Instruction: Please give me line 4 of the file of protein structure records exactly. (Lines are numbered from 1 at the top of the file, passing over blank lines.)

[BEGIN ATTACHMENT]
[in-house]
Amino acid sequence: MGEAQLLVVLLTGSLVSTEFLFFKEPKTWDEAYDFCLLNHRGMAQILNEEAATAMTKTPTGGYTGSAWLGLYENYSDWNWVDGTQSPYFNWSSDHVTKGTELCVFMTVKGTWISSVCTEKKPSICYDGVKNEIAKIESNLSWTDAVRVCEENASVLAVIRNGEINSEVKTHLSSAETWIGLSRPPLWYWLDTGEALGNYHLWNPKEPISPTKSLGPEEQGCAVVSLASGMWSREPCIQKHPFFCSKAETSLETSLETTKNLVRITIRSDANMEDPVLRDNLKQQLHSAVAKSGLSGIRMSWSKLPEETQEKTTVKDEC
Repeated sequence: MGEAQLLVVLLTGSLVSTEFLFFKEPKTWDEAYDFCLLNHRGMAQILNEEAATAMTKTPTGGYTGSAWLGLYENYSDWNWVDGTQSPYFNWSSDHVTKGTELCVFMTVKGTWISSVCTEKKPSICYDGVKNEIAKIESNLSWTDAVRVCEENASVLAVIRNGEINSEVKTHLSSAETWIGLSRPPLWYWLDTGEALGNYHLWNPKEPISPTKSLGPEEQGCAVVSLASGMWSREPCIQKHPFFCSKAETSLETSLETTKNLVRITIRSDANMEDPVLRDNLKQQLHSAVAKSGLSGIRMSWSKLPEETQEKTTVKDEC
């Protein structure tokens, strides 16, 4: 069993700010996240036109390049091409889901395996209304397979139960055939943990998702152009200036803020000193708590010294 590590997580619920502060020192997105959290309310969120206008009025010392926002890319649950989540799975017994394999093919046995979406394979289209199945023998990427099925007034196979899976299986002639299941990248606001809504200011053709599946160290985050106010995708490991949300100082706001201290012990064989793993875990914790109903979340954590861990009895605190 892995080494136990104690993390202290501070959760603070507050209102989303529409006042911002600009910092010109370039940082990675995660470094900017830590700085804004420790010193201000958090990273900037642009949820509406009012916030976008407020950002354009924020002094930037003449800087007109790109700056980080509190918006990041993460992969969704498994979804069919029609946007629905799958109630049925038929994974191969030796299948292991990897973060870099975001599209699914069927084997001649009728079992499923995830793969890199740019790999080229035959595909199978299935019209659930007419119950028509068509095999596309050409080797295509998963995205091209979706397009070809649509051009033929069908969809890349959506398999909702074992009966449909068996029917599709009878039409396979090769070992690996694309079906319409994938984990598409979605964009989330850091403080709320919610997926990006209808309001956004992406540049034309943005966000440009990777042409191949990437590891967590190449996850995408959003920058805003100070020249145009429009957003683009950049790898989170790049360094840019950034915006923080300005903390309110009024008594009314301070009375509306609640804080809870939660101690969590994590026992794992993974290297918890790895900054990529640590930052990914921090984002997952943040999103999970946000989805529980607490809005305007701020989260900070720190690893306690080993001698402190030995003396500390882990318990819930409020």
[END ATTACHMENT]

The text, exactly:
């Protein structure tokens, strides 16, 4: 069993700010996240036109390049091409889901395996209304397979139960055939943990998702152009200036803020000193708590010294 590590997580619920502060020192997105959290309310969120206008009025010392926002890319649950989540799975017994394999093919046995979406394979289209199945023998990427099925007034196979899976299986002639299941990248606001809504200011053709599946160290985050106010995708490991949300100082706001201290012990064989793993875990914790109903979340954590861990009895605190 892995080494136990104690993390202290501070959760603070507050209102989303529409006042911002600009910092010109370039940082990675995660470094900017830590700085804004420790010193201000958090990273900037642009949820509406009012916030976008407020950002354009924020002094930037003449800087007109790109700056980080509190918006990041993460992969969704498994979804069919029609946007629905799958109630049925038929994974191969030796299948292991990897973060870099975001599209699914069927084997001649009728079992499923995830793969890199740019790999080229035959595909199978299935019209659930007419119950028509068509095999596309050409080797295509998963995205091209979706397009070809649509051009033929069908969809890349959506398999909702074992009966449909068996029917599709009878039409396979090769070992690996694309079906319409994938984990598409979605964009989330850091403080709320919610997926990006209808309001956004992406540049034309943005966000440009990777042409191949990437590891967590190449996850995408959003920058805003100070020249145009429009957003683009950049790898989170790049360094840019950034915006923080300005903390309110009024008594009314301070009375509306609640804080809870939660101690969590994590026992794992993974290297918890790895900054990529640590930052990914921090984002997952943040999103999970946000989805529980607490809005305007701020989260900070720190690893306690080993001698402190030995003396500390882990318990819930409020």